It's been 13 years since a group of middle-school students turned their tiny Tennessee town into a national model of tolerance education — and their lesson is still going strong.
"This is about 16 children who wanted to know more, who were not content with the answers they'd been given," said Sandra Roberts, the eighth-grade language arts teacher from Whitwell, Tenn., who helped launch the Paper Clips project, which began with students attempting to gather 6 million paper clips to represent the 6 million Jews who perished at the hands of the Nazis during World War II.
"This is about how those 16 children chose to celebrate the victims," Roberts, 41, said during a visit to Har Zion Temple in Penn Valley on Nov. 20. There, she showed a film about the project and spoke to high school students, families and members about the post-Paper Clip world, both hers and theirs.
The film, Paper Clips, chronicles Whitwell Middle School's groundbreaking project, which emanated from a town with a population of only 1,600 — a town that only has two stop lights, no Jews, no Catholics and a spattering of minorities.
The principal and two teachers, including Roberts, wanted to introduce a diversity project in 1998. Three years later, they ended up creating a lasting memorial at their school to the victims of the Holocaust.
"We wanted to teach our children what happens when intolerance reigns and prejudice goes unchecked," Roberts says in the beginning of the film.
The students chose paper clips because Norwegians wore them during the German occupation to protest Hitler's regime. When the film was released in 2004, Whitwell Middle School's Holocaust project had far surpassed the original goal and had collected 27 million paper clips.
The cattle car that would become the memorial at their school initially housed 11 million of the paper clips (six for the Jews who died and five for the gypsies, homosexuals and Jehovah's Witnesses who were also killed). Today, there are another 1 million paper clips that have been added from donations through the years, along with a sculpture made of 12 million clips in honor of the children who died at Theresienstadt, though the number of clips is greater than the number of young people who perished in the camp north of Prague.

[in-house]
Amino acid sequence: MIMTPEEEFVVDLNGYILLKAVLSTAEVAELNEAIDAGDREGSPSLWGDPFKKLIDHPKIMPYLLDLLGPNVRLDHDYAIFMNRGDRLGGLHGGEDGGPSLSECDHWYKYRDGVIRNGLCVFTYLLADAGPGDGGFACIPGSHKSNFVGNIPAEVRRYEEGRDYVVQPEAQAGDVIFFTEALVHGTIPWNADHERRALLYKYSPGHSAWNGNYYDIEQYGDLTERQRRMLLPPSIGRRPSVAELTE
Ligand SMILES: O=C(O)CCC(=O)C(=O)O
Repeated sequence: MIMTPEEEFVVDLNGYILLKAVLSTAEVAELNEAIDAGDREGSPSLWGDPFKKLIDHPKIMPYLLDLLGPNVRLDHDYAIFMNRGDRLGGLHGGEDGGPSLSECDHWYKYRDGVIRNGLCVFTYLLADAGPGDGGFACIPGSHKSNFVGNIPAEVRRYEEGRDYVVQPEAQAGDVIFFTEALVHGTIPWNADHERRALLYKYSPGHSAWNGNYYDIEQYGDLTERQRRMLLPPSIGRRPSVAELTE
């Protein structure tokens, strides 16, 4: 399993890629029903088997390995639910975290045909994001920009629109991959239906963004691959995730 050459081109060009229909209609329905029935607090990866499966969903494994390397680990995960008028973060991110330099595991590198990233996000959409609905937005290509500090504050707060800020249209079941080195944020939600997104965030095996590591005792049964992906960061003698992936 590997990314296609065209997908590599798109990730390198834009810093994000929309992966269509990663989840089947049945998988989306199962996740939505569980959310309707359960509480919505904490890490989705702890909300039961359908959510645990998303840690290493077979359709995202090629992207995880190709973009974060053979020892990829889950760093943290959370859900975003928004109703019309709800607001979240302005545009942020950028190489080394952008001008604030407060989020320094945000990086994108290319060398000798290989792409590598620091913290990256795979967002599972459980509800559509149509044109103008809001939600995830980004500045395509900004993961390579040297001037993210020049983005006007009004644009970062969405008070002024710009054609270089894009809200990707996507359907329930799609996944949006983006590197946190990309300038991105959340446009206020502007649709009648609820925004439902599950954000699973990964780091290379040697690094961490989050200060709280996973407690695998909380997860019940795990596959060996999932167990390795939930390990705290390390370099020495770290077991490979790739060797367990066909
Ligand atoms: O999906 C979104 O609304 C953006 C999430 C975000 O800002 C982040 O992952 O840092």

Roberts, who still teaches at Whitwell, said her hope is that her students' message resonates in more affluent communities like Penn Valley.
Amy and Randy Stein sponsored the event that brought Roberts to Har Zion.
"I thought our own kids could be inspired in our community," Amy Stein said. "It's not just important for us to remember the Holocaust, but it is also important for us to let other people know about it."
The irony that a small town in Tennessee is doing so much to remember the lives of those murdered in the camps is not lost on Roberts.
She said that most people in her town have never met a Jew and 82 percent of residents in Whitwell live below the poverty line. Roberts sold candy bars out of her classroom to pay for the postage for the students to write letters asking for paper clips.
"I had children who had never eaten at McDonald's because they couldn't afford it," she said.
Before Whitwell Middle School began the Holocaust Project in 1998, just 10 out of 110 graduating seniors went on to college and only five of those students obtained a four-year degree. Now, Roberts said, 90 percent of the kids who come through the Holocaust project go to college and 75 percent of them obtain a four-year degree.
She attributes the turnaround directly to the project, noting that the students "meet people through traveling and speaking — doctors, lawyers — and they realize they are just regular people," she said. "They always thought of doctors and lawyers as above them, unobtainable, but they realize they are just an average person and they think 'I can do this.' "
Supporters of the project also created a $500,000 college scholarship fund in honor of principal Linda Hooper for the children who participate in the program.
The school itself got a makeover, and three years ago moved into a new facility, which includes an enclosed visitor's center for the rail-car memorial. The kids act as docents, giving tours and talking to visiting groups about the project and the Holocaust. In 10 years, Roberts said there has never been a single act of vandalism at the memorial.
That the residents of Whitwell continue to be the stewards of these memories is inspirational, as indicated by the reaction of the audience. One area resident, Harold Sampson, said he has been to Whitwell twice and that he wears a paper clip every day because "we have to keep reminding ourselves that you cannot teach tolerance enough."
During the program, Har Zion co-principal Norman Einhorn vowed to take the temple's high school students to Whitwell, and by the end of the program, a sponsor had come forward pledging to fund 50 percent of the trip's cost.
Roberts echoed Stein's sentiments and urged the young people and families gathered at the event to do their part.
"You have so much," she said. "I don't mean stuff. You have grandparents, Holocaust survivors. Do you know their stories?
This movie is about making you ask, 'What does this mean I'm supposed to do?' If not, I failed, my kids failed."
Roberts, who was diagnosed with cancer three years ago and although cancer-free today still cannot have biological children, sees her students as her children.
"I call them my children," she said. "I had my chance to change the world. I did what any good parent would do. I challenged my babies to pick up that mantle and to leave the world a little bit of a better place."
To those assembled at Har Zion, she added: "I challenge you to pick up the mantle, to change the world."